Officials of the Naval Air Systems Command at Patuxent River Naval Air Station, Md., are asking the Boeing Defense, Space & Security segment in Seattle to build the 10 aircraft, which are part of lot 9 full-rate production P-8A aircraft.
The P-8 is a militarized version of the Boeing 737 single-aisle jetliner hardened for long-range surveillance, maritime patrol, and anti-submarine warfare missions.
This order also includes mitigating unknown component and subsystem obsolescence issues, as well as class I change assessment, and obsolescence monitoring, Navy officials say. The P-8A is replacing the Lockheed Martin P-3 Orion maritime patrol turboprop aircraft.
Ultimately, the Navy plans to buy 108 P-8A aircraft from Boeing, which is building the Poseidon at its factory in Renton, Wash. The 737 fuselage and tail sections will be built by Spirit AeroSystems in Wichita, Kan., then transferred to Renton where all structural features are incorporated in sequence during fabrication and assembly.
The P-8A’s flight management system and the stores management system have been developed by GE Aviation Systems in Grand Rapids, Mich. The cabin has as many as seven operator consoles.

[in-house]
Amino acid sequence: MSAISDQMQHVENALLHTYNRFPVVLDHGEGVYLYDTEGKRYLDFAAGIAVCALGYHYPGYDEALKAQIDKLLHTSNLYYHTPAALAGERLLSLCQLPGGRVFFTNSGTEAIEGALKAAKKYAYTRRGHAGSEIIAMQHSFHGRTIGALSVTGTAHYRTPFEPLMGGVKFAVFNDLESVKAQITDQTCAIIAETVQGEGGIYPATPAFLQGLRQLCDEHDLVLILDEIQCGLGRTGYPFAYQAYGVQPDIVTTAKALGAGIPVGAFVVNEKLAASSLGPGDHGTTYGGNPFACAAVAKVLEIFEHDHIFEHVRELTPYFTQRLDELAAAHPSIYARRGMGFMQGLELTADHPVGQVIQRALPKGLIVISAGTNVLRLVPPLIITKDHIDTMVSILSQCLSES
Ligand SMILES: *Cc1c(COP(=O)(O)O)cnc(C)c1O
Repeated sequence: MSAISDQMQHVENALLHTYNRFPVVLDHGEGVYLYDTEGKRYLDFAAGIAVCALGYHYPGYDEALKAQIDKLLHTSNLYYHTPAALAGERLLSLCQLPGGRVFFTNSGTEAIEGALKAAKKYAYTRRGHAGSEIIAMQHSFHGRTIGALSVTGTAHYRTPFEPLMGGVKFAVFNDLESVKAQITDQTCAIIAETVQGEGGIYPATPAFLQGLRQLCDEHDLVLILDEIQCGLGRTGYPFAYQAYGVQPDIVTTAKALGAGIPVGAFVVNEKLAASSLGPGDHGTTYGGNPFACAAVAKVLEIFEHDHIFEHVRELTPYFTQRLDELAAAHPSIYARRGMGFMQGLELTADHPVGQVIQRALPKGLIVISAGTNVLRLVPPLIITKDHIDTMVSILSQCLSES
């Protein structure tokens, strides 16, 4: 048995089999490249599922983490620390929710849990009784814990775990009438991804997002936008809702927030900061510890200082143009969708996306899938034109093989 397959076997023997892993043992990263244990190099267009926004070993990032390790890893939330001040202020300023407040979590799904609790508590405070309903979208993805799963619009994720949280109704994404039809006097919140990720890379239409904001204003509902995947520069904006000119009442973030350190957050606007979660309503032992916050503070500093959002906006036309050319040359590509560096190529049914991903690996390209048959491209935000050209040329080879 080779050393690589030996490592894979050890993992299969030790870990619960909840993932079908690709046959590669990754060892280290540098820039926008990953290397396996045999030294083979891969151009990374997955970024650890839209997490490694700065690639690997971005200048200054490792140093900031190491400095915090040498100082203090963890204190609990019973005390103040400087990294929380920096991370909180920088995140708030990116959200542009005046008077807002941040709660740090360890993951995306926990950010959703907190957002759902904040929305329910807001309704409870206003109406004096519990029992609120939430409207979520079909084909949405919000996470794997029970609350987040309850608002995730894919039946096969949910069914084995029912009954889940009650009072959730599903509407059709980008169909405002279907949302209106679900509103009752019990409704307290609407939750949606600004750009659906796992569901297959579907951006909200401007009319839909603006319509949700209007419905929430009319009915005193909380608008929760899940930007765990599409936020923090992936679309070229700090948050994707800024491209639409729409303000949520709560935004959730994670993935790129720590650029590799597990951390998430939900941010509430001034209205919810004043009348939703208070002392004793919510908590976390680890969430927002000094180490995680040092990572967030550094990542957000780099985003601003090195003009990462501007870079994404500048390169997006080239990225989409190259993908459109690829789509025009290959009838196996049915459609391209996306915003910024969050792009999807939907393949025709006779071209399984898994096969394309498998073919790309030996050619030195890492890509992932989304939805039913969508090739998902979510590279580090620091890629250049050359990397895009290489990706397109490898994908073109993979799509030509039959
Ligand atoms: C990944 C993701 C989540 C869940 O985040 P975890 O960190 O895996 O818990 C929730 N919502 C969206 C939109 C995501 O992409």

The Poseidon’s MX-20HD digital electro-optical and infrared (EO/IR) multi-spectral sensor turrets come from L-3 Communications Wescam in Burlington, Ontario. The MX-20HD is gyro-stabilized and can have as many as seven sensors, including infrared, CCDTV, image intensifier, laser rangefinder, and laser illuminator.
The aircraft has the upgraded APS-137D(V)5 maritime surveillance radar and signals intelligence (SIGINT) system from the Raytheon Co. Space and Airborne Systems (SAS) segment in McKinney, Texas.
The Raytheon APS-137D(V)5 radar, which is installed on the P-8’s enlarged nose fairing, provides synthetic aperture radar (SAR) for imaging stationary ships and small vessels, coastal and overland surveillance, and high-resolution imaging synthetic aperture radar (ISAR) for imaging surfaced submarines and fast surface vessels operating in coastal waters.
The P-8A will have the CAE Inc. advanced integrated magnetic anomaly detection (MAD) system, and eventually may use air-deployable unmanned aerial vehicles (UAVs) to handle magnetic anomaly detection. The Navy plans to arm the P-8A with the MK 54 torpedo.
On this contract Boeing will do the work in Seattle; Baltimore; Greenlawn, N.Y.; Cambridge, England; North Amityville, N.Y.; Rockford, Ill.; Rancho Santa Margarita, Calif.; Dickinson, N.D.; and other U.S. locations, and should be finished by December 2020.
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